As an IBD sufferer, I have been on many treatments over the last 15 years, I take them, often without fully understanding what they are and what they can do for me. Now facing a new biological therapy I had many questions such as; why is is different? how does it work? what are the risks of having an impaired immune system?
I started researching all the therapies I know and am now sharing my findings with you, Hopefully this will also allow carers and loved ones the understanding of the risks we face so they can help us to stay healthy, as well as eliminate avoidable problems.
Your immune system, which normally responds to foreign threats, microorganisms, and intestinal bacteria, is out of balance and mounts inflammatory attacks against your own body. It is believed that substances in the intestines are mistaken for invading substances.
The immune system causes temporary inflammation to combat these substances and lessens the response as you regain your health.
In IBD, the inflammation can persist long after the time when the immune system should have completed its response. This in effect means the body starts attacking itself, thus causing a flare up of disease.
For the majority of IBD sufferers a flare up is treated successfully with course of medications such as corticosteroids (often Prednisolone) and 5-ASA Such as Mesalazine.
All the following have an impact on the bodies immune system and can leave patients vulnerable to illness, disease, infection and in some cases, serious development of otherwise ‘normal’ ailments.
So what are they and how do they work?
Corticosteroids (Commonly used Prednisolone)
Corticosteroids are anti-inflammatories, meaning they decrease levels of inflammation in the body. They are man-made versions of the hormone cortisol which is created by the human body in the adrenal glands. Taking corticosteroids causes the body to slow down production of, or stop making, cortisol. The body then receives the cortisol it needs from the corticosteroids.
5-ASA drugs (such as Mesalazine/Olsalazine ) are bowel specific anti-inflammatory drugs. They belong to a group of medicines that act on the inflamed lining of the gut (intestine) to prevent the formation of substances that cause inflammation. They have less systemic absorption and fewer adverse effects than many other medications mentioned.
IBD is also treated with various other oral immune suppressant drugs such as Azathioprine.
In autoimmune diseases, Azathioprine reduces the immune system attack on normal tissues and so reduces the severity of the symptoms, and in many cases halts the progress of the disease. However, the immune system relies on the action of different types of white blood cells that are produced in the bone marrow and lymph glands. Azathioprine works by decreasing the production of these white blood cells.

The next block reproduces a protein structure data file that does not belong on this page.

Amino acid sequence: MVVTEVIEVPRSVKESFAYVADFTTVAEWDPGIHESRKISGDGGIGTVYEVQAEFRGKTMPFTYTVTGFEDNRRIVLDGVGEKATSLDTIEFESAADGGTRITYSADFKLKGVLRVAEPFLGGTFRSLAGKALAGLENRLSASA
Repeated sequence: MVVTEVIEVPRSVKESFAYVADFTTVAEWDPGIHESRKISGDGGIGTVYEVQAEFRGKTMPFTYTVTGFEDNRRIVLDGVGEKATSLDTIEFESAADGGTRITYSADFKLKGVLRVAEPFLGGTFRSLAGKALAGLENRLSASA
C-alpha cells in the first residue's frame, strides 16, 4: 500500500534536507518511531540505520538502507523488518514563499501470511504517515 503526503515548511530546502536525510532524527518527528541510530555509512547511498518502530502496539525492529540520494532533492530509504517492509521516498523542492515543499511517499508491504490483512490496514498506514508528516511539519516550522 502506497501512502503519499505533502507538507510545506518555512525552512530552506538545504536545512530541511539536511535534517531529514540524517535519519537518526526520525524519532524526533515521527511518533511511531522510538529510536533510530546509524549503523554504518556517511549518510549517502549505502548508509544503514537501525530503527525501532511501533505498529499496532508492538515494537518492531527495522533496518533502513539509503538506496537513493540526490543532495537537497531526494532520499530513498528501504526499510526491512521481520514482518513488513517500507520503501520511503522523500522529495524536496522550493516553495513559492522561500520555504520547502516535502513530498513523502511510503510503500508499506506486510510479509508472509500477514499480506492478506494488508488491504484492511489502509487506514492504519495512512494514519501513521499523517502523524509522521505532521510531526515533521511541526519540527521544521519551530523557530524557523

Unfortunately, white blood cells also fight invading germs, so during treatment the body becomes more susceptible to infections. It can cause anaemia and reduced production of platelets can cause problems with blood clotting.
I was on all the above at various times over the last 15 years, However, Azathioprine, which did manage my symptoms well for 11 years, was thought to raise the risk of cancers with prolonged use, therefore I was taken off it whilst in remission.
For many IBD suffers, as I found first hand, over time, these are no longer a viable option due to many reasons such as; drug resistance, intolerable side effects, long term risks, escalation of symptoms and worsening of the disease despite treatment.
At this stage, I, and millions of others, are left facing surgery and /or further treatment options such as immunotherapy in the form of biological drugs.
Immunotherapy and Biologics
Immunotherapy is the treatment of disease by activating or suppressing the immune system often known for its use in treating Cancer, However, for IBD, the immune system is suppressed to stop the body attacking itself.
Biological Immune suppressant options vary depending on symptoms, licencing and effectiveness for each symptom. Many are aimed predominantly at Crohns as they impact the complete system and other symptomatic problems such as arthritis, joint pain etc. Whereas some treatments are colon or gut specific, therefore may be more likely to be tried initially for ulcerative colitis, and other forms of IBD that are more specifically affecting the large bowel.
Personally, I have had 2 forms of biological immune suppressant therapies, Infliximab and Humria.
Infliximab inhibits a chemical called tumor necrosis factor (TNF)-alpha. Your body naturally produces TNF-alpha as part of its immune response to help fight infections by temporarily causing inflammation in affected areas. Over-production of this protein is thought to be partly responsible for the type of chronic (ongoing) inflammation found in IBD. Infliximab binds to TNF-alpha, helping to prevent inflammation and relieve symptoms